I had a house-keeper in Egypt. She was an immigrant from Ethiopia. I paid for her full salary even when I was leaving. I gave her an extra hundred dollars. The hundred dollars meant a lot to her. It gave me such joy to see the look on her face. It was nice to know that I was helping her and her family. It was the best hundred dollars I could have spent.

What is one piece of software or a web service that helps you be productive?

I use social media very often, Facebook, Twitter, Instagram. Pictures are powerful, and you don’t have to write long messages. I am very active on social media in my business. I love to tweet or post about our teams.

What is the one book that you recommend our community should read and why?

I recommend Ulysses S. Grant, by Ron Chernow. I am a history buff to learn about great people and how they overcame their struggles in life.

What is your favorite quote?

It is not the critic who counts; not the man who points out how the strong man stumbles, or where the doer of deeds could have done them better.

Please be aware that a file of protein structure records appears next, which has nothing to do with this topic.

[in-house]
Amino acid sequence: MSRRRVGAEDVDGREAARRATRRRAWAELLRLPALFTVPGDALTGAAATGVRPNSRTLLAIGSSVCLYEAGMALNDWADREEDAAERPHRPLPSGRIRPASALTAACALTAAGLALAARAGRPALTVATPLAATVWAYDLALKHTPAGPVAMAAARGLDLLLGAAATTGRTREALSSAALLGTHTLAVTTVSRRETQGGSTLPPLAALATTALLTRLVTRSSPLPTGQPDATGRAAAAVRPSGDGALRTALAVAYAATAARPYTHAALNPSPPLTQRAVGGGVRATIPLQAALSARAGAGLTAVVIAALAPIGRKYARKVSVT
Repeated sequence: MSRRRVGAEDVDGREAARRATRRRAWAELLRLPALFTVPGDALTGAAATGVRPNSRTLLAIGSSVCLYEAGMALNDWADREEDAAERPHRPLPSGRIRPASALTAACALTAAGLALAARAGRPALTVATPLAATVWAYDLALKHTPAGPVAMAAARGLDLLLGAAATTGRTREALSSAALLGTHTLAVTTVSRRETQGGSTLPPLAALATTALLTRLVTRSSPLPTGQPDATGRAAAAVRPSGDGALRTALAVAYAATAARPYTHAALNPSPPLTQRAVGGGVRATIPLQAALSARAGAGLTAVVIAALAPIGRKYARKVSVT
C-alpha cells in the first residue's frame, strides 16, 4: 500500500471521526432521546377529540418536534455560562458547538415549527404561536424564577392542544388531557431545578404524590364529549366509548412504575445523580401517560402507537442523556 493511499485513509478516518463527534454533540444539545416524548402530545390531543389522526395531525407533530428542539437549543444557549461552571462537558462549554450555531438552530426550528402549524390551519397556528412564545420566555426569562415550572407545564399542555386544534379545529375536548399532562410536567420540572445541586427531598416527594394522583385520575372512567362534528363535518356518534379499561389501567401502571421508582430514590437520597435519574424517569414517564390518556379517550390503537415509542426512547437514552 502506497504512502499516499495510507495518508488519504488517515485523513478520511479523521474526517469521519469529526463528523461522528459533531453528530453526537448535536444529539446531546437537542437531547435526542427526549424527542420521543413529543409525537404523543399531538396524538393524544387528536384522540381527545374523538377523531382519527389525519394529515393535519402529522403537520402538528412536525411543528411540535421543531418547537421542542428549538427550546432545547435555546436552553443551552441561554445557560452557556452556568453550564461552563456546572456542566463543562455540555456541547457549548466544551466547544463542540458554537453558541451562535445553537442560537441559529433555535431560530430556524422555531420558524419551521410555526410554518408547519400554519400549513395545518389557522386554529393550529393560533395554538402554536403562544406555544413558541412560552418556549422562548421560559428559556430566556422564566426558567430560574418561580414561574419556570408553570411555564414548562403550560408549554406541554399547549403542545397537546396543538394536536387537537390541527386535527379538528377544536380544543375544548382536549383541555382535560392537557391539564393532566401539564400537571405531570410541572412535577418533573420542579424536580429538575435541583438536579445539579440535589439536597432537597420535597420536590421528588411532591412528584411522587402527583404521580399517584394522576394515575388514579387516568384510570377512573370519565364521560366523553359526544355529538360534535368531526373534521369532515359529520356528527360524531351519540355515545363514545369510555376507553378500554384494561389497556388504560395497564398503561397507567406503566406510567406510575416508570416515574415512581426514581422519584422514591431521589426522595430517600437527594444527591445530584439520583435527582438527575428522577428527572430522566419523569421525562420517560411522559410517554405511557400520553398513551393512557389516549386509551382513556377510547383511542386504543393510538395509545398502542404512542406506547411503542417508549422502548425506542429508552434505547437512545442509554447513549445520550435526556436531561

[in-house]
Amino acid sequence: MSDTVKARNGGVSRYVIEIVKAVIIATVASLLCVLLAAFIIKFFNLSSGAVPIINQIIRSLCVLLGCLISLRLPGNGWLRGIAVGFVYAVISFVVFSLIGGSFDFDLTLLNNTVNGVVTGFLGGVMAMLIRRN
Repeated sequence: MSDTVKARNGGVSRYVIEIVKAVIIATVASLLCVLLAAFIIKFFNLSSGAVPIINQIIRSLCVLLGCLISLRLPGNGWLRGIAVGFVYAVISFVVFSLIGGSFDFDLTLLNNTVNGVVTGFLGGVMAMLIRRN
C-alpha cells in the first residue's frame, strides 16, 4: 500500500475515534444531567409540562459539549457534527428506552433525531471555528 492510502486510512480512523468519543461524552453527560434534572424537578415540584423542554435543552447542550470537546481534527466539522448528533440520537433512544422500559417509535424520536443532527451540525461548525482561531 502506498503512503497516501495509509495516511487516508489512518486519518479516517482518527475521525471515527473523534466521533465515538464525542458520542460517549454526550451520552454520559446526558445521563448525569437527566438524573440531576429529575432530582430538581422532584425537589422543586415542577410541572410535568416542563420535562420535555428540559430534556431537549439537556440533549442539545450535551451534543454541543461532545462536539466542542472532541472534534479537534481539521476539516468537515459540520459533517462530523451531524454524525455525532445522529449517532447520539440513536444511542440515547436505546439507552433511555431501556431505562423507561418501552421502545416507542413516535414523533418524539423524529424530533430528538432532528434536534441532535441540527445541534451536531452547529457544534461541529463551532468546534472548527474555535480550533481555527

The credit belongs to the man who is actually in the arena, whose face is marred by dust and sweat and blood; who strives valiantly; who errs, who comes short again and again, because there is no effort without error and shortcoming; but who does actually strive to do the deeds; who knows great enthusiasm, the great devotions; who spends himself in a worthy cause; who at the best knows in the end the triumph of high achievement, and who at the worse, if he fails, at least fails while daring greatly, so that his place shall never be with those cold and timid souls who neither know victory nor defeat.
-Theodore Roosevelt

Key Learnings:

● Believe in yourself. If you have a passion, you will get by your self-doubt.
● It requires vision and organization to bring dreams and visions to life.
● In everything you do and with every relationship and interaction, do your best and work very hard. It will achieve a fulfilling and happy life.
● Create an environment where everyone is like a family. Everyone should feel as though they are a part of something bigger than themselves.